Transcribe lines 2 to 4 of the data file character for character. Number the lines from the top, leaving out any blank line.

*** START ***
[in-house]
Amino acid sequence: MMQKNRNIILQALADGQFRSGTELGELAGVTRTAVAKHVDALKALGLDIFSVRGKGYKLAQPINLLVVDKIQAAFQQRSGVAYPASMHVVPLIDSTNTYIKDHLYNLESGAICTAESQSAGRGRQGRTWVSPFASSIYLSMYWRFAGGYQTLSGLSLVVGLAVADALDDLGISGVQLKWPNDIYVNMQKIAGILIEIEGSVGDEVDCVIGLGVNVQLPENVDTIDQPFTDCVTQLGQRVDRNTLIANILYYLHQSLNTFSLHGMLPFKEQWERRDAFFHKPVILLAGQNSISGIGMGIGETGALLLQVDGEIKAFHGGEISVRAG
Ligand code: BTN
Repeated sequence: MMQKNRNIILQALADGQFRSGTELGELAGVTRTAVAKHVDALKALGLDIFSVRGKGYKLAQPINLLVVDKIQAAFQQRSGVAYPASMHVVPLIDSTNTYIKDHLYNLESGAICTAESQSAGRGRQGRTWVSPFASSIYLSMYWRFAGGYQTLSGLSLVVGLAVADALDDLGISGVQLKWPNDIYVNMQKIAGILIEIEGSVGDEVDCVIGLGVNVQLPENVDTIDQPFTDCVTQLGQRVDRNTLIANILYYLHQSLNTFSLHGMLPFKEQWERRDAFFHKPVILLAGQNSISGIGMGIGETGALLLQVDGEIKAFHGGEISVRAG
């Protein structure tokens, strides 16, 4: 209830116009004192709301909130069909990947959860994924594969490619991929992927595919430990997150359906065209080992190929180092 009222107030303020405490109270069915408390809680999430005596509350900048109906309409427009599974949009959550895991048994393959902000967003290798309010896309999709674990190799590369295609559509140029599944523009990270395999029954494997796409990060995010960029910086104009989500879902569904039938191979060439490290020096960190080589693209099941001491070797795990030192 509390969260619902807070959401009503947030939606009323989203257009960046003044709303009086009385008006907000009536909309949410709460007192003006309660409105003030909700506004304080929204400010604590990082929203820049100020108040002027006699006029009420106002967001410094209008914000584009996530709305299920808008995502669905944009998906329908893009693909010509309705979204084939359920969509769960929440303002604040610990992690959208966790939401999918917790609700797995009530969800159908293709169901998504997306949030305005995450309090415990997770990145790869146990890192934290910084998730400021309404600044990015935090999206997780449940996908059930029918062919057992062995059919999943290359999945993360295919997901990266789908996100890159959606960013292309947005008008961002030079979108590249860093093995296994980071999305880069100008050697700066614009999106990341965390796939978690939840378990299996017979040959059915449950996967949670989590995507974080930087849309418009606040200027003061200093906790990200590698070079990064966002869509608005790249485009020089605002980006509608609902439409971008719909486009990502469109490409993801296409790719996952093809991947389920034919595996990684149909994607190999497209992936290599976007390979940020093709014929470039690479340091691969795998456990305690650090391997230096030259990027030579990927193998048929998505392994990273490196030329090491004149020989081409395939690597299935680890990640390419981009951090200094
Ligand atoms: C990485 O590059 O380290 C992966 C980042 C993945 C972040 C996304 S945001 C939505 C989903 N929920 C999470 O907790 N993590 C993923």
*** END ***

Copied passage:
Amino acid sequence: MMQKNRNIILQALADGQFRSGTELGELAGVTRTAVAKHVDALKALGLDIFSVRGKGYKLAQPINLLVVDKIQAAFQQRSGVAYPASMHVVPLIDSTNTYIKDHLYNLESGAICTAESQSAGRGRQGRTWVSPFASSIYLSMYWRFAGGYQTLSGLSLVVGLAVADALDDLGISGVQLKWPNDIYVNMQKIAGILIEIEGSVGDEVDCVIGLGVNVQLPENVDTIDQPFTDCVTQLGQRVDRNTLIANILYYLHQSLNTFSLHGMLPFKEQWERRDAFFHKPVILLAGQNSISGIGMGIGETGALLLQVDGEIKAFHGGEISVRAG
Ligand code: BTN
Repeated sequence: MMQKNRNIILQALADGQFRSGTELGELAGVTRTAVAKHVDALKALGLDIFSVRGKGYKLAQPINLLVVDKIQAAFQQRSGVAYPASMHVVPLIDSTNTYIKDHLYNLESGAICTAESQSAGRGRQGRTWVSPFASSIYLSMYWRFAGGYQTLSGLSLVVGLAVADALDDLGISGVQLKWPNDIYVNMQKIAGILIEIEGSVGDEVDCVIGLGVNVQLPENVDTIDQPFTDCVTQLGQRVDRNTLIANILYYLHQSLNTFSLHGMLPFKEQWERRDAFFHKPVILLAGQNSISGIGMGIGETGALLLQVDGEIKAFHGGEISVRAG